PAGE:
The House of Representatives Judiciary Committee chaired by Democrat Jerry Nadler voted in favor today of holding Attorney General William Barr in Contempt of Congress for violating a subpoena to appear before the Committee and to provide Congress with the full unredacted Mueller Report by May 1st.
The vote comes after weeks of negotiating between the Judiciary Committee and the Department of Justice led by William Barr and the stonewalling of information from the DOJ.
The Republican minority on the committee spent the eight hours focusing on what Rep. Hank Johnson from Georgia called “Sweet Talk.” They called for more dialogue with the DOJ and decried that the vote held today was premature and politically motivated. Chairman Jerry Nadler reminded them several times of the timeline of events:
- March 14: House of Representatives votes 420-0 to release full unredacted Meuller Report.
- March 22: Special Counsel Mueller delivers his report to the DOJ.
- March 24: AG Barr delivers a four page summary.
- March 27: Mueller sends letter to AG Barr claiming his summary did not capture context, nature, and scope of the Special Counsel’s work and conclusion.
- April 9: AG Barr lies to the House Appropriations Committee about knowdlege of Mueller’s opinion of Barr’s four page summary.
- April 18: Barr delivers a Press Conference. Releases Redacted Mueller Report hours later.
- April 19: House Judiciary Committee issues Subpoena for full unredacted Mueller Report.
- May 1: Mueller Letter to AG Barr becomes public knowledge. Barr testifies before Senate.
- May 2: AG Barr ignores subpoena from House JC and does not attend scheduled hearing.
- May 3: House JC Chairman Jerry Nadler threatens contempt of Congress against AG Barr.
Donald Trump and AG Barr have been consistent since before Barr was confirmed for his position – they believe a President cannot obstruct justice and they are going to use every mechanism in their authority to stop the Mueller Report from being released in full. That stands in stark contrast to the handling of Bill Clinton’s Special Counsel Starr Report which was released in full two days after being received by the DOJ.
The Mueller Report specifically goes over the need for Congress to view the information and make a decision only Congress can make. In Starr’s case, the House was granted the opportunity to review all the information and make a decision based on the facts. In Trump/McConnell’s America it’s okay to call “Case Closed” even before you’ve read the case.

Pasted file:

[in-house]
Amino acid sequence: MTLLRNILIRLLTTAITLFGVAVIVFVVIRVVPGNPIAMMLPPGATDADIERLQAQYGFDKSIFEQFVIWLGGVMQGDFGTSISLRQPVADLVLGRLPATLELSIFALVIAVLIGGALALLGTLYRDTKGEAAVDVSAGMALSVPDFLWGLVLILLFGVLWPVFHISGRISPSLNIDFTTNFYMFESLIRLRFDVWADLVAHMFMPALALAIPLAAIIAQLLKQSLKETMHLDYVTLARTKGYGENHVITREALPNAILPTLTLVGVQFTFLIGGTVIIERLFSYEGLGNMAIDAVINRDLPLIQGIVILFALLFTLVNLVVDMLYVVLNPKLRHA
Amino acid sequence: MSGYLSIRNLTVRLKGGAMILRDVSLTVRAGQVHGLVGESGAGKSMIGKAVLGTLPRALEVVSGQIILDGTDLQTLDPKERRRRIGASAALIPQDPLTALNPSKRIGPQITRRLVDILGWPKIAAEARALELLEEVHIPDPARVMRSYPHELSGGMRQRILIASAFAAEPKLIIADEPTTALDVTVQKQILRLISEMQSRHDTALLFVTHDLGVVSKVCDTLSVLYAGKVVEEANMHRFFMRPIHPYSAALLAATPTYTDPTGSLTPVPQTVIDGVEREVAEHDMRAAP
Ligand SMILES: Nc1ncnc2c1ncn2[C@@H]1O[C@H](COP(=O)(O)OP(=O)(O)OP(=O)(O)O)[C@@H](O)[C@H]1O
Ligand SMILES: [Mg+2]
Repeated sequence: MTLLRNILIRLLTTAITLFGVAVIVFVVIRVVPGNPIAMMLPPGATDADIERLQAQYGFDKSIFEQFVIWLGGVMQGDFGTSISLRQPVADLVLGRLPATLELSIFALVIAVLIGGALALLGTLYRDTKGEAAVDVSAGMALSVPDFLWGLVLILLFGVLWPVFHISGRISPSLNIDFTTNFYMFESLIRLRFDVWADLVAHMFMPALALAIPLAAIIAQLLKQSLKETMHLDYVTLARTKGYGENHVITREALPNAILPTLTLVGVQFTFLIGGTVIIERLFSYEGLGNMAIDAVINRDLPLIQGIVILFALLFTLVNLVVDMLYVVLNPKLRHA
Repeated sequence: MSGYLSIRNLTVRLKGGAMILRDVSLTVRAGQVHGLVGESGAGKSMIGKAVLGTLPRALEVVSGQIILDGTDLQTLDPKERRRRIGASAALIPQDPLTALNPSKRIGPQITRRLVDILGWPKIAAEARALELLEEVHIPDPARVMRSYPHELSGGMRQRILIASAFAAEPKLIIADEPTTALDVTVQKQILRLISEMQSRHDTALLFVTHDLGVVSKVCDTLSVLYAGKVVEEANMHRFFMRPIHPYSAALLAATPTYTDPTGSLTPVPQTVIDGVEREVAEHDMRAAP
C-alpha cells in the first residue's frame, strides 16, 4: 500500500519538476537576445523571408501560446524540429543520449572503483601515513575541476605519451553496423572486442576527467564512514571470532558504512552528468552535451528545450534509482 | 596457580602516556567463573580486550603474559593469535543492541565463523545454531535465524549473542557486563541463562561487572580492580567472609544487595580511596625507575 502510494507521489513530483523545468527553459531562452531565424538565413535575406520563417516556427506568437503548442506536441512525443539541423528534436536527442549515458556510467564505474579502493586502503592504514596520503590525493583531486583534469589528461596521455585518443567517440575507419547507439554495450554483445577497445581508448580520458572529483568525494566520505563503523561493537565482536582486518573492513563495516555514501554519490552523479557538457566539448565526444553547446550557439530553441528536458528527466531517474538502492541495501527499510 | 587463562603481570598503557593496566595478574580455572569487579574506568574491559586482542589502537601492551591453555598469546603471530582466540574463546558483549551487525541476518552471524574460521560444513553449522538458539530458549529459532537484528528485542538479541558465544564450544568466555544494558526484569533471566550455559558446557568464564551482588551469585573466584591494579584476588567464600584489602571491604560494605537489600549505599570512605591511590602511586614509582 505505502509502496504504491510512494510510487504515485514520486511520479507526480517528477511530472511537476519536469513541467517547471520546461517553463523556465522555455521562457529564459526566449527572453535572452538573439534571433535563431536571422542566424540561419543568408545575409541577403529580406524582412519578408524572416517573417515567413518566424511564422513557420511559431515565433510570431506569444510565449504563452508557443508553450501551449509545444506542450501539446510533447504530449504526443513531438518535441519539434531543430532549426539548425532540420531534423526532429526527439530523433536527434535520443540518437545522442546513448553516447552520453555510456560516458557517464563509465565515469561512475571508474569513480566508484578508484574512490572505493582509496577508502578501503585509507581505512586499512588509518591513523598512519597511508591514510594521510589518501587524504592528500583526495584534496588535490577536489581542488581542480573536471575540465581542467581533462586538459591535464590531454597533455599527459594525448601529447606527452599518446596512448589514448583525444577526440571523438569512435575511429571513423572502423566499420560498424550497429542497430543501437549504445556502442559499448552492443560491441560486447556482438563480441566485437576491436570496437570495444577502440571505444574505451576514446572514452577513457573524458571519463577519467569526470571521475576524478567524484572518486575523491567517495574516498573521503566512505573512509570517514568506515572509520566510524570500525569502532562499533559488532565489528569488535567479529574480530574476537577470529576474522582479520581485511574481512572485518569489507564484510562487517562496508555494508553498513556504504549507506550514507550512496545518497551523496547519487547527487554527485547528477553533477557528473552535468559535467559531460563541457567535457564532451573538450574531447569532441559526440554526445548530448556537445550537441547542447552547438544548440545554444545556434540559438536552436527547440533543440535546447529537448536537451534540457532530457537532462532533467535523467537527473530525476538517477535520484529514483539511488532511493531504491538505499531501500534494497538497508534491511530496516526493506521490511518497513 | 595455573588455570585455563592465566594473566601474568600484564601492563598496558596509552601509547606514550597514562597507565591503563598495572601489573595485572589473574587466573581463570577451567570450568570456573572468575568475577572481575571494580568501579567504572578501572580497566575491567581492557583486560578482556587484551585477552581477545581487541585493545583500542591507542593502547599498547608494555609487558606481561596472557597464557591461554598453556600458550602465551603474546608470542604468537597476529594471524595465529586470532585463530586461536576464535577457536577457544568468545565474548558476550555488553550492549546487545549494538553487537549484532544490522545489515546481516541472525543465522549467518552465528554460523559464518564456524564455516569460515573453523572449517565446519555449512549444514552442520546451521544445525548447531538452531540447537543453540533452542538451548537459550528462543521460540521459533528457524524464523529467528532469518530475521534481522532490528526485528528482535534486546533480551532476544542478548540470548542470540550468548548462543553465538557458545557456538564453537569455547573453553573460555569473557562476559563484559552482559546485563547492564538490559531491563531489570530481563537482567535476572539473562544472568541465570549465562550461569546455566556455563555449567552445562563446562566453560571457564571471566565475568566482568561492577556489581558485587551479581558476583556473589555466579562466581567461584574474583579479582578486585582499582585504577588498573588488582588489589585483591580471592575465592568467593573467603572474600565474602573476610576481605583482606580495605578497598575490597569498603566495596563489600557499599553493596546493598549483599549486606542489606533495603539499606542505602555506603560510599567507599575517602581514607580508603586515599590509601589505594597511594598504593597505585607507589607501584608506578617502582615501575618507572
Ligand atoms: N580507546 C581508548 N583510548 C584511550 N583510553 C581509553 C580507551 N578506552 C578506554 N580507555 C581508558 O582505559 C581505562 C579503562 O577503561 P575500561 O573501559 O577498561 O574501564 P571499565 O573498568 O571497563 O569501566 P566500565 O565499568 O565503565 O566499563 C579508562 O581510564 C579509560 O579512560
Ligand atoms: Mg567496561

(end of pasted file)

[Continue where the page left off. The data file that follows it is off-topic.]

Republicans on the committee argued that the subpoena was too vague, that it asked for material the Attorney General legally could not provide. Notwithstanding the subpoena also called for the AG’s appearance before the Committee, the Attorney General was at liberty to withhold information he deemed legally inappropriate to share, and explain that before the committee. Attorney General Barr chose instead to ignore the subpoena and not attend the hearing.
The Democratic majority contend that the Attorney General’s strategy is to stall and obstruct Congress’ ability to conduct oversight and investigation, leaving the Chairman with no choice but to issue a Contempt of Congress order. Pointing to precedent in “Watergate, Whitewater, the Clinton/Gore Campaign Finance Case, Iran-Contra..” Chairman Nadler explained that the need to uphold the Congress authority and ability to conduct oversight demands the Attorney General follow Congressional Subpoenas and suffer the same consequences of anyone else who would refuse.
Rep Hank Johnson pleaded with members not to fall for the “Sweet Talk we’re hearing from our Republican friends.” Explaining how after years and years of sweet talk and begging and pleading with his wife, she finally agreed to marry him. “I won. But we can’t let Republicans win today and try to win us over with this Sweet Talk.”
Johnson questioned how it was possible for Republicans in March to vote unanimously to release the Report and now in May “everybody on that side doesn’t want to release the report. It doesn’t pass the smell test.” Rep. Mike Johnson offered an answer “We voted to release the Report within the bounds of the law and that’s what the Attorney General is doing!” Rep. Johnson reclaimed his time to avoid allowing the conversation to derail again “This Sweet Talk is obscuring the real issue and we need to stop the sweet talk and get to the business of voting for this motion and I would hope my colleagues on the Republican side with join with us in upholding the rule of law.”
In the middle of the hearing today the White House announced the President Trump is invoking Executive Privilege to block the release of the full Mueller Report.
After debating semantics and timelines the Committee voted along party lines to advance the Contempt of Congress order 24-16. The proposal now heads to the House of Representatives where it will be scheduled for a vote.
Chairman Nadler issued the following statement in a press gaggle after the committee hearing:
“We are now in a Constitutional Crisis. Benjamin Franklin in 1787 was asked when he exited the Constitutional Convention: ‘What type of government have you given us, sir?’
‘A Republic, ma’am, if you can keep it.’
“Now is the time of testing whether we can keep a republic or if this republic is destined to change into a more tyrannical form of government as other republics have over the centuries. We must resist this. This is far broader than Republican or Democratic or even the rights of Congress. This is whether we can put limits on the power of the president, any president, and the executive branch and hold the president, any president accountable. That’s what is at stake here. We cannot flinch and we will not flinch.”